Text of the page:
Summary: Simeon is easily overlooked in the account of Christ’s birth. This should not be, as he was the first person to die in the Faith.
“There was a man in Jerusalem, whose name was Simeon, and this man was righteous and devout, waiting for the consolation of Israel, and the Holy Spirit was upon him. And it had been revealed to him by the Holy Spirit that he would not see death before he had seen the Lord’s Christ. And he came in the Spirit into the temple, and when the parents brought in the child Jesus, to do for him according to the custom of the Law, he took him up in his arms and blessed God and said,
“‘Lord, now you are letting your servant depart in peace,
according to your word;
for my eyes have seen your salvation
that you have prepared in the presence of all peoples,
a light for revelation to the Gentiles,
and for glory to your people Israel.’”
God attends the death of His saint; the child of God is not deserted at death. Holy angels await the Master’s call to transport His child into His eternal presence. This truth is emphasised throughout the Word. I have spoken on numerous occasions to weary saints as they neared the time of their exodus. Frequently I have heard believers speak of their longing to be finished with their trials; I have witnessed their peace at the prospect of their soon-to-be transition. The Psalmist spoke a comforting truth in these words:
“Precious in the sight of the LORD
is the death of his saints.”
Multiplied thousands of saints have died in the Faith; thousands more may yet die before Christ the Lord returns. These will not die in defeat, but in victory. The message today is a study of the first person to die in the Faith of Christ the Lord. It focuses on a man who appears as a minor character in the drama of redemption. Yet, Simeon is the first person to die in the Faith. He appears but once in the Word of God, and that at the very beginning of Jesus’ life. I recommend that a study of God’s revealed Word will encourage us and equip us to be more effective in our service to Christ.
THE CHARACTER OF THE FIRST PERSON TO DIE IN THE FAITH —I want to know what makes an individual “tick.” What motivates people to act as they do? This is a serious question to my mind. I want to know of the character of those I read about in the Word of God. We know something of the character of Simeon; the text describes him as “righteous and devout” and as “waiting for the consolation of Israel.” Anyone whom God identifies as righteous and devout merits our careful attention.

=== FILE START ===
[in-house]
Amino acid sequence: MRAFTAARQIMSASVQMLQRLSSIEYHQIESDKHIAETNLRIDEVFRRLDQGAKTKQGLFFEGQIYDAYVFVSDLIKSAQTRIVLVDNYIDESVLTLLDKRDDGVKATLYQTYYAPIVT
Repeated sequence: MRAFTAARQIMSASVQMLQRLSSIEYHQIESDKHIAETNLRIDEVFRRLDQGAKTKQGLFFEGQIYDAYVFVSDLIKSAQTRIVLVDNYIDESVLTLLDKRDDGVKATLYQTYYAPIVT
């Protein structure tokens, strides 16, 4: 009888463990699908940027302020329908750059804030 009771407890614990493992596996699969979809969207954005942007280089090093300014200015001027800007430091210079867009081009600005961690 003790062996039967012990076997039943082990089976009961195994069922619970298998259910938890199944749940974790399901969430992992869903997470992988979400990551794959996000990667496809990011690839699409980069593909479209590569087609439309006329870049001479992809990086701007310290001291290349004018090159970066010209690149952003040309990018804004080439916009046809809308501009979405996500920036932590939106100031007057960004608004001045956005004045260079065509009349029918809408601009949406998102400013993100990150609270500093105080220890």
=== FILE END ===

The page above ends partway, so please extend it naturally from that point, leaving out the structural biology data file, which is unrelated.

In preparing for the study I came across a snippet of information concerning a man named Simeon who lived in Jerusalem at about this time. Here, in brief, is the account of that man.
[Simeon] dwelt now in Jerusalem, and was eminent for his piety and communion with God. Some learned men, who have been conversant with the Jewish writers, find that there was at this time one Simeon, a man of great note in Jerusalem, the son of Hillel, and the first to whom they gave the title of Rabban, the highest title that they gave to their doctors, and which was never given but to seven of them. He succeeded his father Hillel, as president of the college which his father founded, and of the great Sanhedrin. The Jews say that he was endued with a prophetical spirit, and that he was turned out of his place because he witnessed against the common opinion of the Jews concerning the temporal kingdom of the Messiah; and they likewise observe that there is no mention of him in their Mishna, or book of traditions, which intimates that he was no patron of those fooleries.
Perhaps it is not the same man; but then again, perhaps it is. There are objections and there are strong points of similarity. What is certain is that Luke, guided by the Holy Spirit, likely received his information during interviews with Mary. Regardless of the identity of this Simeon, we know of his character, and this knowledge can serve to encourage each of us in our own desire to honour God.
Simeon was “righteous and devout.” The words employed are not at all rare, but the combination is suggestive of a character trait that should mark each individual looking for the revelation of the Son of God and seeking to honour God. The two terms, bound in such close connection to one another, speak of obedience to God and the outward expression of that obedience. In short, Simeon was “righteous” towards men and “devout” towards God. Righteousness and devotion seem always to go together. We cannot serve God without the impact of our service being witnessed by those about us.